In India, we have traditionally been much more risk-averse, and for good reason. With little or no access to private risk capital—until recently—we built our businesses on savings and debt. And historically, there hasn’t been a market for unconventional, experimental career roles with no foreseeable return on investment (RoI). We pride ourselves on looking for the safest, most secure options for our hard-won investments, often basing our decisions on the input of family and friends.
Now, that’s starting to change. The entrance of venture capital into our markets is allowing us to make bolder decisions aimed at fostering innovation. It’s precisely this mindset that will enable us up to capitalize on the opportunities in front of us over the long term. For companies, this act of growing comfortable with risk—and pursuing forward-looking opportunities with potential for enormous payoff, even if they aren’t a “sure thing”—is a critical step in the right direction.
A change in thinking
The good news here is that innovation isn’t just a buzzword. It’s a skill, something that can be taught, nurtured and coached. Organizations stuck in traditional structures and following an outdated status quo need support in adapting. Fortunately, those resources are out there. My firm is just one developing a framework to help organizations embed innovation into their leadership strategies, and then spread those values across every level. Our research shows that organizations that innovate consistently share three attributes: they have the willingness to innovate, the ability to innovate, and can pull it all together—i.e they have the leadership to innovate.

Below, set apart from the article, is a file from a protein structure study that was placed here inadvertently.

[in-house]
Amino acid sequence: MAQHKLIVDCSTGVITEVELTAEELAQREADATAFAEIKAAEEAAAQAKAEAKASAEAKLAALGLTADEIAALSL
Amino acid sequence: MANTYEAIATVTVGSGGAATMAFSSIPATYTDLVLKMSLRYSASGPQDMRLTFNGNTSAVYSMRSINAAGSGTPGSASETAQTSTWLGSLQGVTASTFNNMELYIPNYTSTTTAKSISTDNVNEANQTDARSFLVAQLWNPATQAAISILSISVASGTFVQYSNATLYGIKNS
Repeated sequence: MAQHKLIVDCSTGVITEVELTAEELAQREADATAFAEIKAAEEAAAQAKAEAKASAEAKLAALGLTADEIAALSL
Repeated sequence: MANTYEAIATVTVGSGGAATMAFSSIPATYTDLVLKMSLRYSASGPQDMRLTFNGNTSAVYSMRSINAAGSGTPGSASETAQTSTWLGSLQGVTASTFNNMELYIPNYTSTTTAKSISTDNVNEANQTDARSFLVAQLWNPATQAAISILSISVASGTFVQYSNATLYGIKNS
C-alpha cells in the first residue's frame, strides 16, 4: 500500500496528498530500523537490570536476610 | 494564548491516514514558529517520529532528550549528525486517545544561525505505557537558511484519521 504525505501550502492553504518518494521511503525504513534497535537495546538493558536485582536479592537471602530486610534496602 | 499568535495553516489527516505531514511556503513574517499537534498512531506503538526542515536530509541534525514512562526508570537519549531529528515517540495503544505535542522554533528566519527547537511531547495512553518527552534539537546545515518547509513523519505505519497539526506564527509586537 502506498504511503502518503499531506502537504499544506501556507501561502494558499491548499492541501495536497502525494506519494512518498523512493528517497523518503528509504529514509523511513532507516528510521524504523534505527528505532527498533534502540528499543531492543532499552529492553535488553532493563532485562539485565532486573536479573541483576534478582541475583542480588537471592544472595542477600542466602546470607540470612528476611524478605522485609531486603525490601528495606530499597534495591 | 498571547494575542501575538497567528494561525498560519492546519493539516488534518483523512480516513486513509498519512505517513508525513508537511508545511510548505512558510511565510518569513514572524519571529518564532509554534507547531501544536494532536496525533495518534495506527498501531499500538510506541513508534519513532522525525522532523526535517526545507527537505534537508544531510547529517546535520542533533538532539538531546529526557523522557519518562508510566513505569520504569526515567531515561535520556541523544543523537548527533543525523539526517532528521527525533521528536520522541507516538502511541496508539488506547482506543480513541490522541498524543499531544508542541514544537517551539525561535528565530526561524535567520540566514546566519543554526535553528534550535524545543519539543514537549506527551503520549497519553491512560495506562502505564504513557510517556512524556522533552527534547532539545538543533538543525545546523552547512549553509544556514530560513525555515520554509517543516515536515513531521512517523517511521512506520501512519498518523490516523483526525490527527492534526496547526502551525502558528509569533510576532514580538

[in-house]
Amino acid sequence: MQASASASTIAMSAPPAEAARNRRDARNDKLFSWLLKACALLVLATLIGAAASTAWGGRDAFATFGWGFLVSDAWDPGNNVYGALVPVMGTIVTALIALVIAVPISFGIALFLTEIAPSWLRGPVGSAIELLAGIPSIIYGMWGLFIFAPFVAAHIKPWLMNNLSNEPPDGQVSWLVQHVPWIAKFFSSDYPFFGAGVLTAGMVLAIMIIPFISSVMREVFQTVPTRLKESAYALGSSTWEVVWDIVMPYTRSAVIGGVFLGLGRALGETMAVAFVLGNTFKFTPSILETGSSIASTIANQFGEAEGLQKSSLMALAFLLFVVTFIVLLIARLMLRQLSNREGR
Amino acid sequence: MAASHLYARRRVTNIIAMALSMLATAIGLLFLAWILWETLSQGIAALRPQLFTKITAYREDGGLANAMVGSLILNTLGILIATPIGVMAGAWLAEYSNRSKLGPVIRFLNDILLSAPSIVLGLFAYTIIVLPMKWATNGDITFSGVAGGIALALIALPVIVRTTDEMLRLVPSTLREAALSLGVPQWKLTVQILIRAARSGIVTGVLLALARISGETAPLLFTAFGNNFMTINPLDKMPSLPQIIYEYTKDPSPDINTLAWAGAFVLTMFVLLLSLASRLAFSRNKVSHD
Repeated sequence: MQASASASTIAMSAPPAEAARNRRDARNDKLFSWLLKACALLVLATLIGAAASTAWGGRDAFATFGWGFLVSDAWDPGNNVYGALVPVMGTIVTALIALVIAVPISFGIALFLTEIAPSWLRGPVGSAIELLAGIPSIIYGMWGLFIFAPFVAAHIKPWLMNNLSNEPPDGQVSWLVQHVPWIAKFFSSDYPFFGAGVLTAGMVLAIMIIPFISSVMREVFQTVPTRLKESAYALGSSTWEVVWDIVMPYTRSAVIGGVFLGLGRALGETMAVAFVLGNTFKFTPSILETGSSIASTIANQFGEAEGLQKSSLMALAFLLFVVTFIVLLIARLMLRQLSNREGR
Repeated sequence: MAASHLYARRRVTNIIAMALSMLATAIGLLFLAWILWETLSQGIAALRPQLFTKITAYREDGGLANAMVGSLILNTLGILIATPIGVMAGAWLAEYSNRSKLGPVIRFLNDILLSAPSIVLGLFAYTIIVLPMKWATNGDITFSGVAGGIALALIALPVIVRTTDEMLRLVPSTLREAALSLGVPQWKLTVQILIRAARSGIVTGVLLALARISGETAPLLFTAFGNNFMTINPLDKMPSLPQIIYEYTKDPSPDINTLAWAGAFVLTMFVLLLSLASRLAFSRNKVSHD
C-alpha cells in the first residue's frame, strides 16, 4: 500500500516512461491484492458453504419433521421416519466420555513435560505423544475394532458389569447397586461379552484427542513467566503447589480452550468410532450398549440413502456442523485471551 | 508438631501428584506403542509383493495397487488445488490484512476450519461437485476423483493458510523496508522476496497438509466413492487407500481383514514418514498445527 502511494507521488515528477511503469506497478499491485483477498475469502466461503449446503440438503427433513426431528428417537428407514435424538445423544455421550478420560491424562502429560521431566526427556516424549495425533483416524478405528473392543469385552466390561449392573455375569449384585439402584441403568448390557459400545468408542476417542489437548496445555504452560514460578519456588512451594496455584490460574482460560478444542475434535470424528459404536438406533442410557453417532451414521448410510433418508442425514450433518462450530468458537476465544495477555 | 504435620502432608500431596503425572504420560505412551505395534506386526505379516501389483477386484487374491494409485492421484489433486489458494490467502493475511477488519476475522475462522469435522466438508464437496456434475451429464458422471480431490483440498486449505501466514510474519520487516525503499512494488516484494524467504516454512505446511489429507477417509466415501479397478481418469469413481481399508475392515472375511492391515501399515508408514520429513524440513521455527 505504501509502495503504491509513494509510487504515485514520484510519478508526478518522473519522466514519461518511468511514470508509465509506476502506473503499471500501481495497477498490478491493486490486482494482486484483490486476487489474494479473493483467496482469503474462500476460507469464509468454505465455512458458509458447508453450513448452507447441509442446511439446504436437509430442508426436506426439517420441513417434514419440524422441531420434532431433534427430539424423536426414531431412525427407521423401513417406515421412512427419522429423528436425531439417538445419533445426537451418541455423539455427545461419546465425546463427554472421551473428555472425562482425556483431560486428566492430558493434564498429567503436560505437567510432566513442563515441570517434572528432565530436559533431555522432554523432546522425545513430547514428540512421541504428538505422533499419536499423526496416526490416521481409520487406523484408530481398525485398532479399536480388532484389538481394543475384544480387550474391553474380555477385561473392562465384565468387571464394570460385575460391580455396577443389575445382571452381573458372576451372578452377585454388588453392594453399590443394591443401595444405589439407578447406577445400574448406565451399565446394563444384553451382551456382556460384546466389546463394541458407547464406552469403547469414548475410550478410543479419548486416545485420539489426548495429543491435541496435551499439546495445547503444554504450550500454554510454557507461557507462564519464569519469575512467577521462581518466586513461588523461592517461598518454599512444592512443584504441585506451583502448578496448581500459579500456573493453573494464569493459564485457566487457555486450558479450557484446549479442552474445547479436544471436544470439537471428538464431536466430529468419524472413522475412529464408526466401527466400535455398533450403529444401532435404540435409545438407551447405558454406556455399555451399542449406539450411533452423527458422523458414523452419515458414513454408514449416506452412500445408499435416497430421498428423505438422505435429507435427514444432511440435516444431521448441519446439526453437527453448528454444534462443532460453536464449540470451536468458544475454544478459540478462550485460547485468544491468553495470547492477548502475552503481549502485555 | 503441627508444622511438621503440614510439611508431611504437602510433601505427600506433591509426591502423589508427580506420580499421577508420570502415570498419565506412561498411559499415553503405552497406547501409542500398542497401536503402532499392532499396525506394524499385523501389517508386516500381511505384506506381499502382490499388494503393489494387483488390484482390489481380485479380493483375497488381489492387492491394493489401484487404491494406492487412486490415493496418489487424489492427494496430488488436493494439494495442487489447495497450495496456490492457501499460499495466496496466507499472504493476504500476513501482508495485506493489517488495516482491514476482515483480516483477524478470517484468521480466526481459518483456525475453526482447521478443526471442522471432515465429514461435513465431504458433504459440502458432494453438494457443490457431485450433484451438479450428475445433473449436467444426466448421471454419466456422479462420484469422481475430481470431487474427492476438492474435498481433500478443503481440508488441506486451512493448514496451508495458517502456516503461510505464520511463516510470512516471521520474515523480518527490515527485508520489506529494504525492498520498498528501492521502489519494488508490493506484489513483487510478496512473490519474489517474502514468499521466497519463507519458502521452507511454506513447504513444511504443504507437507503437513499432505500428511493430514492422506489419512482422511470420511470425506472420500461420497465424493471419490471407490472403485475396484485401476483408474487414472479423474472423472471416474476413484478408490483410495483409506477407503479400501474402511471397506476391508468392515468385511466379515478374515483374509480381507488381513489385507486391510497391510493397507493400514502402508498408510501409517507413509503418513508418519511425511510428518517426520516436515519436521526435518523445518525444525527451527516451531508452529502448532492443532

In some cases, this means adopting radical change—even collapsing traditional hierarchies so collaboration and experimentation can take place across the entire company. While this can be challenging, companies that take this risk gain a better understanding of their current culture and are able to overcome the barriers to innovation. From the frontlines, we see businesses make enormous strides with this approach: co-creating new strategies and services with their employees, generating renewed excitement and dedication to the task at hand and, ultimately, building a stronger, more resilient business model.
It’s a big shift away from business as usual, but with the right supports the results can be invaluable. At the end of the day, innovation is all about people, and that’s a resource that India has in abundance. People strive for greatness when they are inspired, supported, challenged and rewarded. As India embraces a true culture of innovation, there’s no telling what we can achieve.
Pallavi Kathuria is managing partner at Egon Zehnder India, and she is a core member of the firm’s technology and communications practice.
- New Delhi, Beijing agree maintaining peace vital for growth of bilateral ties
- Govt forms panel to review insolvency and bankruptcy code
- A property market slump may have ripple effects on innovation, productivity of staff
- I-T issues draft norms allowing foreign banks to convert local branches into wholly owned units
- Govt to decide on capital allocation based on bank business plans: SBI chief Rajnish Kumar